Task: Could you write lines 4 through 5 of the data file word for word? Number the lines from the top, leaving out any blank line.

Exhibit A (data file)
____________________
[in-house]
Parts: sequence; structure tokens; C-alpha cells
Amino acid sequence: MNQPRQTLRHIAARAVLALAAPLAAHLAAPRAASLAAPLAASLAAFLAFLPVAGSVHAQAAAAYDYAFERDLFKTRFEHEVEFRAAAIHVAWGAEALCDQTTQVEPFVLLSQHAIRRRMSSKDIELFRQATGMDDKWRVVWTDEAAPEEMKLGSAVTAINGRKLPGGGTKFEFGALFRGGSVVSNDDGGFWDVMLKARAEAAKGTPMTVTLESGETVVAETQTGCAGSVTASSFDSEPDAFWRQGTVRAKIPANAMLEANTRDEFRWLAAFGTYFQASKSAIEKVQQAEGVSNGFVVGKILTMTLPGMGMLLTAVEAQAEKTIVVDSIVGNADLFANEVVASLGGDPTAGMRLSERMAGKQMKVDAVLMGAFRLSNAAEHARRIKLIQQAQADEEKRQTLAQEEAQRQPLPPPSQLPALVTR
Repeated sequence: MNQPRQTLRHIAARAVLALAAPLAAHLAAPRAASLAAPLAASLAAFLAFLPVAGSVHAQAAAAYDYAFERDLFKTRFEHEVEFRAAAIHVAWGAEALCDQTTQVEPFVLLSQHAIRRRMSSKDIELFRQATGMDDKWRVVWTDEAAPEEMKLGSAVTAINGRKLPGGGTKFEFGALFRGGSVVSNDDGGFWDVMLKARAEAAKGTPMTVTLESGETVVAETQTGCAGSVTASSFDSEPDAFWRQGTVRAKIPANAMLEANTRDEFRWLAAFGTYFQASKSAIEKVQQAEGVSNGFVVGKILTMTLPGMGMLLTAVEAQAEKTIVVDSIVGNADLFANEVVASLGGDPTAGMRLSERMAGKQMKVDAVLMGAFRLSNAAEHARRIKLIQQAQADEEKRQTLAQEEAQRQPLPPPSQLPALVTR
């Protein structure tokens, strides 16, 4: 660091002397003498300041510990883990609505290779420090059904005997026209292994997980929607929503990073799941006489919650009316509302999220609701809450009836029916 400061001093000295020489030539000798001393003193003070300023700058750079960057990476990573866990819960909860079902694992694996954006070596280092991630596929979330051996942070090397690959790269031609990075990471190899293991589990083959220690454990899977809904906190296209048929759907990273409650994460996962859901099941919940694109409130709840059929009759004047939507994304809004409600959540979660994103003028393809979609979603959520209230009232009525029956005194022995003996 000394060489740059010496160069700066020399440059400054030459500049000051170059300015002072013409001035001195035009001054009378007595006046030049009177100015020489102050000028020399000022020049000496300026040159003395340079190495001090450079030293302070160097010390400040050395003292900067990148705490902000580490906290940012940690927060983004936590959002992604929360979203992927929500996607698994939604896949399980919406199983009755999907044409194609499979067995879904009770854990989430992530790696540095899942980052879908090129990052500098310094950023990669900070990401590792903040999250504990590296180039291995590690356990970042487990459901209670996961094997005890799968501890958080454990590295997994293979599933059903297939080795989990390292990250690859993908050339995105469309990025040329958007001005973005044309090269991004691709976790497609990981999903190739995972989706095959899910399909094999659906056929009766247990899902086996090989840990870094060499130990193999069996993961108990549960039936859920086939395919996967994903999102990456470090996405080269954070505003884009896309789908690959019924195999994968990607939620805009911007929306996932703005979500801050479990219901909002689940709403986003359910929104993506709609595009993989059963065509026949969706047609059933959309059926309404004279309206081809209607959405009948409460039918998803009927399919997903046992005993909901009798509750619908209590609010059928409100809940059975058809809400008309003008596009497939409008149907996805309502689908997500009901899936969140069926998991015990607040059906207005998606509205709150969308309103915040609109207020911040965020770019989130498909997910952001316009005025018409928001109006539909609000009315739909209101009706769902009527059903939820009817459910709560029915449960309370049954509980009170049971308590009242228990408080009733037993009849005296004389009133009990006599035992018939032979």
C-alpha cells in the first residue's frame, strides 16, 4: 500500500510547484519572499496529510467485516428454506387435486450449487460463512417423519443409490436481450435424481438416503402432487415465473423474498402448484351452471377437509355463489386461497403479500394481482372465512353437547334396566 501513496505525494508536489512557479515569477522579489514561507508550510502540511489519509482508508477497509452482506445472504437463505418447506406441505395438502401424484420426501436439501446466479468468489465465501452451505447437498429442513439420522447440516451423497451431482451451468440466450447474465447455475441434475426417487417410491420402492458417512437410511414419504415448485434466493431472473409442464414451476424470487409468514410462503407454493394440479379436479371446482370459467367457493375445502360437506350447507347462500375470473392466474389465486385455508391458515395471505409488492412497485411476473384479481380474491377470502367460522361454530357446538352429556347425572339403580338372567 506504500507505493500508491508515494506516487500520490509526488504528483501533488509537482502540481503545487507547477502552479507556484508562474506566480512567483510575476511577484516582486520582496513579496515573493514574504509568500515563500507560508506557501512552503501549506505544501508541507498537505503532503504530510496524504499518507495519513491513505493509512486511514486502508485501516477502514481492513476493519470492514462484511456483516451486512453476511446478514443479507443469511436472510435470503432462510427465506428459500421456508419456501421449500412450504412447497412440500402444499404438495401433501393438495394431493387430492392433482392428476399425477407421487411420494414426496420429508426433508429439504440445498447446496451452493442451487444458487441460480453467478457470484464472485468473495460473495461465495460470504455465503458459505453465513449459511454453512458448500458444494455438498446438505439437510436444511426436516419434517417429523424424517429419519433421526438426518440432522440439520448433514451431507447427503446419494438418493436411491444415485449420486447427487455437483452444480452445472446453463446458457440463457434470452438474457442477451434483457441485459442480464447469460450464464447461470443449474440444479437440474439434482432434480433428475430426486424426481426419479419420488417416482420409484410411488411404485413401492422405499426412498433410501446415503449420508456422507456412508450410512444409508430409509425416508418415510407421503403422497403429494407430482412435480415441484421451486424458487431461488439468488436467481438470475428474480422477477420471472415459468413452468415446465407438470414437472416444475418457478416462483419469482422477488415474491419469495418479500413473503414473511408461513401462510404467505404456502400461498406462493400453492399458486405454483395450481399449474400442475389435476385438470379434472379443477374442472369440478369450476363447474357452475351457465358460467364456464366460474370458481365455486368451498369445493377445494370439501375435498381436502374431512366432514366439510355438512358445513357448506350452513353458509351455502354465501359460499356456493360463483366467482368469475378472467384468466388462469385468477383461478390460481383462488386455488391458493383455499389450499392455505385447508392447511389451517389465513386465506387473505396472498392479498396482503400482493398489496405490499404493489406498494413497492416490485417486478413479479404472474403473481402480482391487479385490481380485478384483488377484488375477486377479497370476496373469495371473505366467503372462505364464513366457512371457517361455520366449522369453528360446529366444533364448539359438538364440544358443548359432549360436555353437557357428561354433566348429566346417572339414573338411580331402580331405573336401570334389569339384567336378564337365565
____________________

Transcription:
Repeated sequence: MNQPRQTLRHIAARAVLALAAPLAAHLAAPRAASLAAPLAASLAAFLAFLPVAGSVHAQAAAAYDYAFERDLFKTRFEHEVEFRAAAIHVAWGAEALCDQTTQVEPFVLLSQHAIRRRMSSKDIELFRQATGMDDKWRVVWTDEAAPEEMKLGSAVTAINGRKLPGGGTKFEFGALFRGGSVVSNDDGGFWDVMLKARAEAAKGTPMTVTLESGETVVAETQTGCAGSVTASSFDSEPDAFWRQGTVRAKIPANAMLEANTRDEFRWLAAFGTYFQASKSAIEKVQQAEGVSNGFVVGKILTMTLPGMGMLLTAVEAQAEKTIVVDSIVGNADLFANEVVASLGGDPTAGMRLSERMAGKQMKVDAVLMGAFRLSNAAEHARRIKLIQQAQADEEKRQTLAQEEAQRQPLPPPSQLPALVTR
């Protein structure tokens, strides 16, 4: 660091002397003498300041510990883990609505290779420090059904005997026209292994997980929607929503990073799941006489919650009316509302999220609701809450009836029916 400061001093000295020489030539000798001393003193003070300023700058750079960057990476990573866990819960909860079902694992694996954006070596280092991630596929979330051996942070090397690959790269031609990075990471190899293991589990083959220690454990899977809904906190296209048929759907990273409650994460996962859901099941919940694109409130709840059929009759004047939507994304809004409600959540979660994103003028393809979609979603959520209230009232009525029956005194022995003996 000394060489740059010496160069700066020399440059400054030459500049000051170059300015002072013409001035001195035009001054009378007595006046030049009177100015020489102050000028020399000022020049000496300026040159003395340079190495001090450079030293302070160097010390400040050395003292900067990148705490902000580490906290940012940690927060983004936590959002992604929360979203992927929500996607698994939604896949399980919406199983009755999907044409194609499979067995879904009770854990989430992530790696540095899942980052879908090129990052500098310094950023990669900070990401590792903040999250504990590296180039291995590690356990970042487990459901209670996961094997005890799968501890958080454990590295997994293979599933059903297939080795989990390292990250690859993908050339995105469309990025040329958007001005973005044309090269991004691709976790497609990981999903190739995972989706095959899910399909094999659906056929009766247990899902086996090989840990870094060499130990193999069996993961108990549960039936859920086939395919996967994903999102990456470090996405080269954070505003884009896309789908690959019924195999994968990607939620805009911007929306996932703005979500801050479990219901909002689940709403986003359910929104993506709609595009993989059963065509026949969706047609059933959309059926309404004279309206081809209607959405009948409460039918998803009927399919997903046992005993909901009798509750619908209590609010059928409100809940059975058809809400008309003008596009497939409008149907996805309502689908997500009901899936969140069926998991015990607040059906207005998606509205709150969308309103915040609109207020911040965020770019989130498909997910952001316009005025018409928001109006539909609000009315739909209101009706769902009527059903939820009817459910709560029915449960309370049954509980009170049971308590009242228990408080009733037993009849005296004389009133009990006599035992018939032979």